By Mike Willis
But there were false prophets also among the people, even as there shall be false teachers among you, who privily shall bring in damnable heresies, even denying the Lord that bought them, and bring upon themselves swift destruction (2 Pet. 2:1)
This is the only text in the New Testament in which the words “false teachers” occurs. It is translated from the Greek word pseudodidaskaloi. The argument that is made about who is a false teacher is this: The word pseudomai means “to lie” and when the prefix pseudo- is joined to a word, such as teacher (didaskalos), the emphasis is on his lying, deceitful, and dishonest ways. Hence, to be a “false teacher” says nothing about the content of what is preached. A “false teacher” may be teaching what is the truth, but he is a false teacher because of his lying, deceitful, and dishonest ways.
Certainly no one wishes to defend anyone who is lying, deceitful and dishonest. Those who manifest these traits are ungodly and unworthy of fellowship. Having said that, we are back to the issue of whether or not the descriptive term “false teachers” says anything about the content of what is preached. In order to arrive at a conclusion about this matter, we are forced to investigate the meaning of the pseudo word group.
Looking at the Lexicons
Looking at the root meaning of the Greek word, Conzelmann wrote in the Theological Dictionary of the New Testament (IX:594-603), “The derivation of the root is uncertain. The primary meaning is `false’ in the broad sense.” He then gave several examples such as “breach of an agreement,” “false assertion,” “error,” “a deliberately false statement.” The active verb means “to deceive” and the passive verb means “to be deceived,” “to deceive oneself.” In the middle voice, the word means “to speak falsely . . . though only the context and not the term itself shows whether this is intentional or not.” Conzelmann added that the noun pseudos means “what is untrue,” “deceit,” “falsehood,” “lying,” “lie.”
One can easily see how this word group is used to refer to intentional deception, what we commonly call “lying.” Many who are “false” intentionally deceive others. But this is not the only usage of the word group.
An antithesis exists between what is true (aletheia) and what is false (pseudos). This usage is rooted in the Old Testament contrast between truth and error (IX:598-599). The Dictionary of New Testament Theology (edited by Colin Brown), in defining pseudomai, says, The Old Testament proclaims that God is truthful. He and his word can be trusted. When salvation or calamity is prophesied, it is also fulfilled. “God is not a man that he should lie. . . . Has he said and will he not do it? Or has he spoken, and will he not fulfil it?” (Num. 23:19; cf. 1 Sam. 15:29). The God-ness of God is proved by the truth of his word and his faithfulness in fulfilling it.
Man, however, has fallen prey to a lie; he has disassociated himself from God, and does not let him be the Lord who, in truth, he is. The prophets make the accusation that God’s people have fallen prey to a lie. Instead of trusting their Lord, they rely on their own strength and on political alliances. They listen to false prophets (Jer. 5:31; Ezek. 13:19 and after), who flatter them and give them false prophecies of salvation, who preach about “drinking and strong drink” (Mic. 2:11), and who use whitewash over their sins (Ezek. 22:28). Hosea pro-claimed the charge from God, “You have ploughed iniquity, you have reaped injustice, you have eaten the fruit of lies” (10:13). The most serious accusation was that the people have put their faith in idols instead of in God which the prophet calls lies. “Their lies let them astray” (Amos 2:4). Lies have become their refuge (Isa. 28:15), and they have renounced their God (Isa. 59:1; Jer. 5:12). Lying, in the eyes of the prophets, is not so much an ethical offence as a basic moral attitude, which turns its back on the true God. It therefore falls prey to the delusion of the lie, as it does to the “nothingness” of existence. To put one’s trust in a delusory lie instead of in the true God is called by Isaiah a “covenant with death” (28:15) (470-471).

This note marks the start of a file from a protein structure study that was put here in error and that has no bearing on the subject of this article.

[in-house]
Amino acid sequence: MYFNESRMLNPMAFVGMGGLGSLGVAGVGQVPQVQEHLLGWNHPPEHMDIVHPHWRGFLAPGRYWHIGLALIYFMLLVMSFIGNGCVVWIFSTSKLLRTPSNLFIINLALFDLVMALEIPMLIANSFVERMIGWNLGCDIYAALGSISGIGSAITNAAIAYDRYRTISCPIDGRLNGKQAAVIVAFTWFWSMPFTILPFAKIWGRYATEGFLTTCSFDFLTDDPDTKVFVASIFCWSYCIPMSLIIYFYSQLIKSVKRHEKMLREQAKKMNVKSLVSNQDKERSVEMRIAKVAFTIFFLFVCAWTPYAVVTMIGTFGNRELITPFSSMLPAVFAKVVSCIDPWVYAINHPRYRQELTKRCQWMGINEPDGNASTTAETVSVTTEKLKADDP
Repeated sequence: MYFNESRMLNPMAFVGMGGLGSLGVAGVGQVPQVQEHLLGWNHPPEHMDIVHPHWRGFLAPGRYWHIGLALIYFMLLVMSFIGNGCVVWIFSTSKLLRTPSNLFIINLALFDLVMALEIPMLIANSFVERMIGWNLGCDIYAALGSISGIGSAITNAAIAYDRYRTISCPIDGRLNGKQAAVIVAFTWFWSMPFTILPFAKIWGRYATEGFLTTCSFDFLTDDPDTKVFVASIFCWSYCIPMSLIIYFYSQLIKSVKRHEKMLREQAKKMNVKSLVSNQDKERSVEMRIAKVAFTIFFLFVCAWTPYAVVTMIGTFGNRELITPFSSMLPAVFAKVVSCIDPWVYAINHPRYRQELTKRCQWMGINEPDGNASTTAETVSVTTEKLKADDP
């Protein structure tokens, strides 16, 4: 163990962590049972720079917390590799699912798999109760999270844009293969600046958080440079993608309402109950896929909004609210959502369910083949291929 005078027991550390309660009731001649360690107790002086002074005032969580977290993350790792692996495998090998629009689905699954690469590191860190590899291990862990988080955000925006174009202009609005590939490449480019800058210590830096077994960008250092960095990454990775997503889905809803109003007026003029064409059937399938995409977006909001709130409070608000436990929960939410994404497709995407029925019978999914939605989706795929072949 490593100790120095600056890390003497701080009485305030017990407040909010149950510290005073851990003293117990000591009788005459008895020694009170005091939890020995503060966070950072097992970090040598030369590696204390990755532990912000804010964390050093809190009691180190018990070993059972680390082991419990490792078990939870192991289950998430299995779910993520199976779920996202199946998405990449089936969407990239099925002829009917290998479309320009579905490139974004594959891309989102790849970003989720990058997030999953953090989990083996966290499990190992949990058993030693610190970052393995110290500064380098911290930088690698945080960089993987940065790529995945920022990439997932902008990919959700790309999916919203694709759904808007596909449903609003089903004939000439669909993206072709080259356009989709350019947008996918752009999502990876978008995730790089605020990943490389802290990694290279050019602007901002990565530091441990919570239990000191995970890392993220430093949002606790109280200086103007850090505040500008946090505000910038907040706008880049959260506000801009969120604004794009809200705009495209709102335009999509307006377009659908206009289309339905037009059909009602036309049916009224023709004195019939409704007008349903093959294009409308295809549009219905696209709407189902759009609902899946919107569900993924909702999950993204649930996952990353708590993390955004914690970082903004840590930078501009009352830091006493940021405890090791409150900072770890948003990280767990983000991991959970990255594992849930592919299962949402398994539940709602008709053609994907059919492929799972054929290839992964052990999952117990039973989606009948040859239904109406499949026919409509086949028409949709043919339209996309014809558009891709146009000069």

This concept underlies several of the New Testament uses of the pseudo word group.
The New Testament takes up the Old Testament witness to the truthfulness and truth of God. Tit. 1:2 speaks of God as the apseudes theos, God who does not lie. God’s truth does not come to light in the unveiling of being in the way that the Greeks understood aletheia. Rather, God’s truth is to be seen as truthfulness in the way that he keeps faith with his promises in history… .
The revelation of God’s truth in Jesus Christ lets the other side of the picture come to light the lies of men. For men have “exchanged the truth about God for a lie and worshipped and served the creature rather than the Creator” (Rom. 1:25). . . The revelation of God’s wrath against human wickedness (Rom. 1:18-3:20) leads in Rom. 3:4 to the confession: “Let God be true though every man be false, as it is written, `That thou mayest bejustified in thy words, and prevail when thou art judged”‘ (cf. Ps. 116:1 LXX; Zeph. 3; Ps.51:4ff.)…. (Ibid. 472).